The idiocy of Social Media conversations

I read a post by Robert Scoble just now that made me laugh out loud. He observes that the discussions over at Friendfeed regarding the financial crisis lack depth and knowledge.

In the past 18 hours I’ve read literally thousands of posts and have done almost nothing but hang out on FriendFeed. I’ve seen a LOT of idiocy. And these are supposedly from the smarter, more educated people around. People who I’ve had a beer or two with and who I count as friends and fellow Americans.

[stuff deleted]

The downside of this new media world is that you’ll hear a lot of opinions. Which one is right? I’m not always right. In fact, I’m often wrong. But I’ve counted on YOU, the audience, to help me correct that when I’m off in the deep end. Now, though, I’ve seen so much idiocy that I’m not even sure of my audience anymore. That’s how deep our loss of confidence in each other has come.

It made me laugh a bit for 2 reasons. First, Robert is a passionate Friendfeed user and goes through major ups and downs regarding the value of the service.

Secondly he complains about the idiocy within the discussions on Friendfeed and the loss of confidence in his audience there. For some reason Robert assumes there are experts hanging out on Friendfeed that are engaging in thorough, deep discussions.

This assumption is wrong of course. Friendfeed is a cool hangout place for smart people that much is true. It is a specific type of person that hangs around on Friendfeed. Mostly early adopters of web technology. Regardless of the ‘smartness’ of the people that hang out there Friendfeed lacks any support for in-depth discussions.

At best Friendfeed is a bar where we can hang out and ventilate our opinions. Which is fine of course, but hardly in-depth. Besides that, a discussion that possibly involves hundreds of people rarely leads to insight. There is no time to explore, people have to make bold statements in order to hijack the discussion.

Friendfeed provides us the stage for our one minute of glory. Engaging with other cool friendfeed users. It’s a bit like an idols competition. If you engage everywhere and say bold things you might get noted by the crowd and earn the Friendfeed coolness factor.

Does that make Friendfeed useless? Off course not. It can eb a lot of fun. You can meet great people and hang out. But that is exactly what it is. A hang out place for the tech elite. No more and no less. Steven Hodson calls it a silly little corner of the Internet:

Even the idea that a Nobel Laureate of Economics or a discoverer of the Human Genome are going to be found sitting around there computers chumming it up on FriendFeed ot Twitter is ridiculous. Like really, give your head a shake if you believe that. Supposing though that for some incredible reason you did find someone like Stephen Hawking on your friends list do you even thing you would be able to comprehend what the hell they were talking about. Not likely.

So Robert, here’s a suggestion for you. Forget even thinking that places like FriendFeed or Twitter are anything more than really cool places to get together with friends and chew the fat. You know .. just like the old newsgroups or web forums. You want the experts – you’re going to have to go find them where they live because they’re too damn busy to find any value in our silly little corner of the Internet.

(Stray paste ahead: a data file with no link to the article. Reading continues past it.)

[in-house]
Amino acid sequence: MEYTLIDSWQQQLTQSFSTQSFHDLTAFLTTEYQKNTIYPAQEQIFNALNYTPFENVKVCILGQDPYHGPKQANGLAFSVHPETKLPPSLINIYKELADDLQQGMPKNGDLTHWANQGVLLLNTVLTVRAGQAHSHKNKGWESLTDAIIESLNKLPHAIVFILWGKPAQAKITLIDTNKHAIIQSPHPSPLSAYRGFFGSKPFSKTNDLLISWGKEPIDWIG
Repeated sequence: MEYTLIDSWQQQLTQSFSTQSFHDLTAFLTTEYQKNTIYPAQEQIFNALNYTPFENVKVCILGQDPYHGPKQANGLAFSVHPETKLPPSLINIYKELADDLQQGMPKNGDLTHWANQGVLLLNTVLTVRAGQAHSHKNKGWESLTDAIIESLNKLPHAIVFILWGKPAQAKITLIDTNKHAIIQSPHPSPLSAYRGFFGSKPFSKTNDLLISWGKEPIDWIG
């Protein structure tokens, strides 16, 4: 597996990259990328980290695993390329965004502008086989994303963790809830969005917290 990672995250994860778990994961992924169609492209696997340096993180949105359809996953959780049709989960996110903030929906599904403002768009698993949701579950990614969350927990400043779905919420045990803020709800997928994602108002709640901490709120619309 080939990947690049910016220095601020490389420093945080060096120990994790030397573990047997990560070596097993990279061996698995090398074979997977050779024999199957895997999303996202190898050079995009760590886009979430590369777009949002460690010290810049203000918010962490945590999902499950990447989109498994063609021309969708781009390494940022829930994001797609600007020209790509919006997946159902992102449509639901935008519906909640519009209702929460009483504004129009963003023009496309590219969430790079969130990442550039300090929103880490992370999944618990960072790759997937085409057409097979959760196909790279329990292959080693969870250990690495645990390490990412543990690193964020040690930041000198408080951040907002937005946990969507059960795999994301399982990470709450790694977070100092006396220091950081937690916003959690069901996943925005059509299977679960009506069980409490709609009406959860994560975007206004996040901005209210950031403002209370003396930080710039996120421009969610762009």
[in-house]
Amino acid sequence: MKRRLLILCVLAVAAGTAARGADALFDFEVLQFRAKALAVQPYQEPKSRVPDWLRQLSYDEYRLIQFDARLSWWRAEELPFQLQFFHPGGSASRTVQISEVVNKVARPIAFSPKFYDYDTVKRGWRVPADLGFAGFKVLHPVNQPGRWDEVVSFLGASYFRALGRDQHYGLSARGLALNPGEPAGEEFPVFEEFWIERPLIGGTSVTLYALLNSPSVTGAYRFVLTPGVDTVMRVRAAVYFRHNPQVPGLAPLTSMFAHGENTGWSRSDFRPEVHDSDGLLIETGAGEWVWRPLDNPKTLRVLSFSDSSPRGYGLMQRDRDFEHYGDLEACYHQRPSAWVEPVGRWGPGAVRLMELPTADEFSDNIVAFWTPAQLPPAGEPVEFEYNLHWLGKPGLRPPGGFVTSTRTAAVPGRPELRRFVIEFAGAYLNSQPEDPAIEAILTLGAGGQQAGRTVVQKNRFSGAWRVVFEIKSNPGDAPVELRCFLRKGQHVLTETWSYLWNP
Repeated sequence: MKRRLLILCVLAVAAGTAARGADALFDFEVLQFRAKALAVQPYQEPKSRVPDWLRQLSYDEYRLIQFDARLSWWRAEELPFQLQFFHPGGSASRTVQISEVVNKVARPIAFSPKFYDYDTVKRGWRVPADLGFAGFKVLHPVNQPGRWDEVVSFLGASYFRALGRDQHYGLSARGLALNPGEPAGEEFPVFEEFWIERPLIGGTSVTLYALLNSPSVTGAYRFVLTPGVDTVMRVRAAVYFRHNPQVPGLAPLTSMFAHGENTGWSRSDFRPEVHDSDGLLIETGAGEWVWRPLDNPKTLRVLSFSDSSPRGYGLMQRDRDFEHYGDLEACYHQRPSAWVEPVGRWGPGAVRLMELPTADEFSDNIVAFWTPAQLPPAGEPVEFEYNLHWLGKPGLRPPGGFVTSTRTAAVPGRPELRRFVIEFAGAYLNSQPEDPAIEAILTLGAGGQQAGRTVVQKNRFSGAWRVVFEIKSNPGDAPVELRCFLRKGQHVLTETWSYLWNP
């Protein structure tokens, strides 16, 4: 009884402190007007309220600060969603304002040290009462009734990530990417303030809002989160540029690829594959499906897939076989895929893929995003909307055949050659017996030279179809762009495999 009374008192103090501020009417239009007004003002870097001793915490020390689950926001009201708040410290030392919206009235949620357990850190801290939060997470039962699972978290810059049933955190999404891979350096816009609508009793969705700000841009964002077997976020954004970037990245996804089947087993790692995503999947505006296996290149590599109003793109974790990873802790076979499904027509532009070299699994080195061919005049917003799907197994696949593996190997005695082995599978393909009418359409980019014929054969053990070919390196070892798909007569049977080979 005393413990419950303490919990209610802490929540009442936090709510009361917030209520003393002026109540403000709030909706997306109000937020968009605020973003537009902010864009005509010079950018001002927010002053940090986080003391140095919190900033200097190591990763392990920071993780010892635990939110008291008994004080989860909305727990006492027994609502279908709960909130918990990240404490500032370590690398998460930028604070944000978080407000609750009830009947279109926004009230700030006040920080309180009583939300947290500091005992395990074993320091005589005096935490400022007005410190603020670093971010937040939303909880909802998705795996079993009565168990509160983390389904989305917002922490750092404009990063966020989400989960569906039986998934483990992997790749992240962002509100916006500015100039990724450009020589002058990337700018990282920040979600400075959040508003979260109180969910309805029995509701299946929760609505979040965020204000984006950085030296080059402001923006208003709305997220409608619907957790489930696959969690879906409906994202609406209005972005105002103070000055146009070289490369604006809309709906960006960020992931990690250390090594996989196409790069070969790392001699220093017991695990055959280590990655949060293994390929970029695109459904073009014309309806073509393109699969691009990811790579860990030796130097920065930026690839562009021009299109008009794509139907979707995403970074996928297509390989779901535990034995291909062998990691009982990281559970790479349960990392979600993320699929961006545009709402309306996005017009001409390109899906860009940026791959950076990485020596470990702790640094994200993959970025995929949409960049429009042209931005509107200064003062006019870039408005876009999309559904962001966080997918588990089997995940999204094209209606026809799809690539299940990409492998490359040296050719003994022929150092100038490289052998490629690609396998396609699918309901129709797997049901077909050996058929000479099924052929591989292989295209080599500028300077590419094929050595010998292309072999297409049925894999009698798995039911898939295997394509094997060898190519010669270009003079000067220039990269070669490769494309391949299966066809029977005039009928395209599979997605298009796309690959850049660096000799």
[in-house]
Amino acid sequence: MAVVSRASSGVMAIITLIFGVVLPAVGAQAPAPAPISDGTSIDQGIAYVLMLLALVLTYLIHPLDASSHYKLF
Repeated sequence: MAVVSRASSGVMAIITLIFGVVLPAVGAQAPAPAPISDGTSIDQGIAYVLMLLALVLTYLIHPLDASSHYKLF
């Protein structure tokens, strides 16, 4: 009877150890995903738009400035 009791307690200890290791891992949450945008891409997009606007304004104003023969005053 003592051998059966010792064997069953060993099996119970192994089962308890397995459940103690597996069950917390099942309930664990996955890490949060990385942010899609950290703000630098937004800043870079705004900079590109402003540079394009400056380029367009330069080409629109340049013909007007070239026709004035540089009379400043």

You want to have a fun but overall useless conversation hang out on Friendfeed. Nothing wrong with that btw, I love doing that every once in a while. You want in-depth expertise call Steven Hawkins.

About vanelsas

See my about page, https://vanelsas.wordpress.com/about/ ;-)
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5 Responses to The idiocy of Social Media conversations

  1. Pingback: Idiots on FriendFeed? Say it ain’t so! « Glen Campbell

  2. Hmm, I started an interesting “discussion” on Friendfeed, which sort of proves the point I was making in the post😉

    http://friendfeed.com/e/9562c6ec-c27f-bd62-c656-b4dc05afc6c7/The-idiocy-of-Social-Media-conversations/

  3. Pingback: Losing Content Confidence in Friendfeed? What A Load. | KyleLacy.com

  4. Nicolas Caitan says:

    Alexander. I’m happy to see some critical thinking in FF (I owe FF to let me discover your blog). I read your last posts and I fully agree with you. I’m in no way an early adopter, not a tech-geek, not a social-media expert, simply a person curious about the cultural countours of our time, and as you surely agree, all the talk around Internet and the so-called Information-Knowledge Society, must be interesting for anybody trying to understand ourselves in this era. So my participation in FF is a lot of listening and less of talking. Me and my wife are always discussing about all these issues surrounding social-networks (objectives, impacts, privacy concerns, need, etc), she is always reluctant to try new services, I ‘m the one more engaged in this new trend, but she is the most critical (women wins), because she is working in the field of ITCs by chance, and I now she doesn’t like it. Anyway, all the above is to create some context before saying that I fully agree to your last posts, both worth reading and enjoyable. One serve to reinforce the hypothesis I’ve been discussing with my wife, that FF is “A hang out place for the tech elite. No more and no less” (not so social, or at least social between a tech elite). The other is useful to point out that somebody is asking about users and privacy and not only about business. Happy that somebody is asking the same questions.

  5. Pingback: Looking for economic keys under tech lamp-posts | Strategist.org.uk

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